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Re: Hiding console when running Cygwin utility from Task Scheduler.

On 2017-08-02, Brian Inglis wrote:

> I believe that conhost, mintty, ptys, cron, and Cygwin program startup open
> handles for stdin, stdout, stderr to talk on, as those are assumed to be
> available by most programs, rather than closing anything, which could terminate
> program execution.
Small correction about `conhost`:

It is native Windows app. I believe that it is responsible to drawing native
console and I want to hide it.

> Cygwin run allows you to run a Windows GUI program with a hidden console window.
I think situation a bit different. run.exe is able to "hide" console of
console app. Cygwin compiles each app as console as GUI app have no access to
stdin/stdout and can't attach to any console, as state run(1):

      Windows programs are either GUI programs or console programs. When
      started console programs will either attach to an existing console or
      create a new one. GUI programs can never attach to an exiting console.
      There is no way to attach to an existing console but hide it if started
      as GUI program.

>> My goal to avoid any splashes on screen and possible keyboard focus stealing
>> from sudden task execution.
> I never see any windows or conhost processes running Cygwin Scheduled Tasks with
> the previous suggestions and these settings:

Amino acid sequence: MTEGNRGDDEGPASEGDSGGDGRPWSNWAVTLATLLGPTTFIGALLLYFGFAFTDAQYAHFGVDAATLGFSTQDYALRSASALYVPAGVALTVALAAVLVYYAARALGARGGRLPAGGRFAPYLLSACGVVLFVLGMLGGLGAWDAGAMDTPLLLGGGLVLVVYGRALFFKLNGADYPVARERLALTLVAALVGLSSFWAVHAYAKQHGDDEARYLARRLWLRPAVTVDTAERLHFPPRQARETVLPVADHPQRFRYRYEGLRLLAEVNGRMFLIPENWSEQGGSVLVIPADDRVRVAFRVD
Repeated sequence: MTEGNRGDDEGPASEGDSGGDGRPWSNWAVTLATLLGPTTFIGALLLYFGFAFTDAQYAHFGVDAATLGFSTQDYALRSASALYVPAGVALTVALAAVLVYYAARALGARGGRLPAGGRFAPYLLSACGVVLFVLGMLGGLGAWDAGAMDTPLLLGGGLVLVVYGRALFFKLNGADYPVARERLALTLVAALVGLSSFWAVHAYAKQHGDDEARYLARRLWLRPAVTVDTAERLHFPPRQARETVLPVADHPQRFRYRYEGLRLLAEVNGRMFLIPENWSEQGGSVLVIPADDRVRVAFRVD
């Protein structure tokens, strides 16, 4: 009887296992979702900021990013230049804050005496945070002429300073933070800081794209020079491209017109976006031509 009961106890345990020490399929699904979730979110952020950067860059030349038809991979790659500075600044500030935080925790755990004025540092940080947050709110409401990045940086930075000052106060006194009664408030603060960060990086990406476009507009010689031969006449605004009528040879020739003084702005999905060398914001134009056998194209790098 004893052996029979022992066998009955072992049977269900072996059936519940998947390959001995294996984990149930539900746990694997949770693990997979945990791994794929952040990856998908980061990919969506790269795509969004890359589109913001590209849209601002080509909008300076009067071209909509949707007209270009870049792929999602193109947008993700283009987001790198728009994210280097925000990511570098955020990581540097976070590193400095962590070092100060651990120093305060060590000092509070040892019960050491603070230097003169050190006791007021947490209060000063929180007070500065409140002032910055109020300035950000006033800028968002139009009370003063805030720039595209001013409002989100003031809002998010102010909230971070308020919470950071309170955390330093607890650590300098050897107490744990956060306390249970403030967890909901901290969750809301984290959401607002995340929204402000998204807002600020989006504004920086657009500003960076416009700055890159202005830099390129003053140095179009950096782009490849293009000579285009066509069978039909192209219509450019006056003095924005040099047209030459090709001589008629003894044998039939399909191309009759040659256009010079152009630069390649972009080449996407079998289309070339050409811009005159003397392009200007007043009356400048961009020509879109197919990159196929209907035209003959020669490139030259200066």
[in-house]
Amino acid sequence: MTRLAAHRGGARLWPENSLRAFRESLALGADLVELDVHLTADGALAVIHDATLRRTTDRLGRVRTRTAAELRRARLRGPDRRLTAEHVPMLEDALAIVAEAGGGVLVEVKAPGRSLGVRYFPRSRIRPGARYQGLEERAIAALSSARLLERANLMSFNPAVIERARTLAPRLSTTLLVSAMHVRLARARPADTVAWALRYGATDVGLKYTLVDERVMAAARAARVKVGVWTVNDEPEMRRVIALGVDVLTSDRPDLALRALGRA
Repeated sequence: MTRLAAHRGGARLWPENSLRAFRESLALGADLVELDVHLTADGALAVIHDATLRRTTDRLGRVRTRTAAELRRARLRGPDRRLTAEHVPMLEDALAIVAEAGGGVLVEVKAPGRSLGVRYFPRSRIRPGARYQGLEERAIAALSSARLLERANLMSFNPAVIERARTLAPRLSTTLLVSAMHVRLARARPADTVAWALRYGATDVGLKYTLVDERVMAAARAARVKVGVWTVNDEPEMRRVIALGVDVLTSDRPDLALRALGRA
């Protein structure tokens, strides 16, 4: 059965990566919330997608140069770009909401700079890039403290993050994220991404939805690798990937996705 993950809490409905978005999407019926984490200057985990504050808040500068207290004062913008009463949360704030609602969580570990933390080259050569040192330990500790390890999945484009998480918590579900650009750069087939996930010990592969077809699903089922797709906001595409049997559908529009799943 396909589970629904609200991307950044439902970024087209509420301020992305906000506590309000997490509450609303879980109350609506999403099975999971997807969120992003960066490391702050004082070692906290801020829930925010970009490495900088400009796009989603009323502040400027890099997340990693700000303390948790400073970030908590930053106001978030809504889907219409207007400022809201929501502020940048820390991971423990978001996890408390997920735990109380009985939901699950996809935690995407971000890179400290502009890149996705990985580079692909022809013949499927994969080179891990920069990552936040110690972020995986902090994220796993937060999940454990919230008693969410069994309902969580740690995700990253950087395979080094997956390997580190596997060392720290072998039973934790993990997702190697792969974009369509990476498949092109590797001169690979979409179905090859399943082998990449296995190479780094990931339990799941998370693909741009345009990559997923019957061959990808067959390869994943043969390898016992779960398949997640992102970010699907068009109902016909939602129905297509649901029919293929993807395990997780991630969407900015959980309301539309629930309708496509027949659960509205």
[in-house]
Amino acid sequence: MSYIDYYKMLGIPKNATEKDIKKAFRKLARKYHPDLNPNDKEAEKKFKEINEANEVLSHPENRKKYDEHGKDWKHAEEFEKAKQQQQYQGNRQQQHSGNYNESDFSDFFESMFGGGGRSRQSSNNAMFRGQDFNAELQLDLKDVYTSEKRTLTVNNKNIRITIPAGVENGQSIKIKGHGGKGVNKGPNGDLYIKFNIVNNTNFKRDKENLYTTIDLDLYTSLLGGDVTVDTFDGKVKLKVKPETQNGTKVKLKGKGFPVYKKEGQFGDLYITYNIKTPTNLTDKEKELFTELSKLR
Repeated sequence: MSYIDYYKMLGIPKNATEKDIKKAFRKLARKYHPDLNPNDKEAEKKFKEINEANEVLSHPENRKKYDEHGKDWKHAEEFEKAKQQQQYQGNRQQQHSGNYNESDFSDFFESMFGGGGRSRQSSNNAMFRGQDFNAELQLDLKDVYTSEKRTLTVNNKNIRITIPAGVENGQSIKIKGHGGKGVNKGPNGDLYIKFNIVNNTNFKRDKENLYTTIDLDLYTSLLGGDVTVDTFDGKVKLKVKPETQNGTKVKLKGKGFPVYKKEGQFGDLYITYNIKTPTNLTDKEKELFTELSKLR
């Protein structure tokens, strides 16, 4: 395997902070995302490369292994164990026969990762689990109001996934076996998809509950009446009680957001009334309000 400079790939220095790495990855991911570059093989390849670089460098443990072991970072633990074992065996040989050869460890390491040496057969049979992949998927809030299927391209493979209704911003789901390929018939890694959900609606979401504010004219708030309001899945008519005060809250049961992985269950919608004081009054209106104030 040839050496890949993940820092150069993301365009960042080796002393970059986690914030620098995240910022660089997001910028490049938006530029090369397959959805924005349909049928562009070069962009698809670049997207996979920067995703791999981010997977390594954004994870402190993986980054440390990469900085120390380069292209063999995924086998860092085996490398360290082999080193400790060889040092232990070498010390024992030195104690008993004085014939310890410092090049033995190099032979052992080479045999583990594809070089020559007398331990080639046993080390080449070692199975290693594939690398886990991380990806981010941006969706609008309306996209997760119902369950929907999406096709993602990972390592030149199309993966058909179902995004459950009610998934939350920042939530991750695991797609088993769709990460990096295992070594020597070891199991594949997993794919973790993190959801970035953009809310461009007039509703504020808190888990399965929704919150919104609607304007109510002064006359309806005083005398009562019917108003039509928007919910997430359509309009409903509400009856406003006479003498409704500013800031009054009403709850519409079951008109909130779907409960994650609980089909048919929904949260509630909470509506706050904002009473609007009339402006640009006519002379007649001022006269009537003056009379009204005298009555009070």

>>> You may also have to set the (o) Run whether user is logged on or not
>>> radio button, [X] Do not store password..., and [X] Run with highest
>>> privileges check boxes.
> where the first may be most significant in this case;

Thanks! That is. When I change from:

 [x] run only when user logged in


 [x] run whether user is logged on or not

I don't see that temporary console window.

I was going to check what happen with Cygwin app launched from nssm and see

  2017-04-26: Users of Windows 10 Creators Update should use prelease build
  2.2.4-101 to avoid an issue with services failing to start. If for some
  reason you cannot use that build you can also set AppNoConsole=1 in the
  registry, noting that applications which expect a console window may behave

So Microsoft recently changed something in its console related API...


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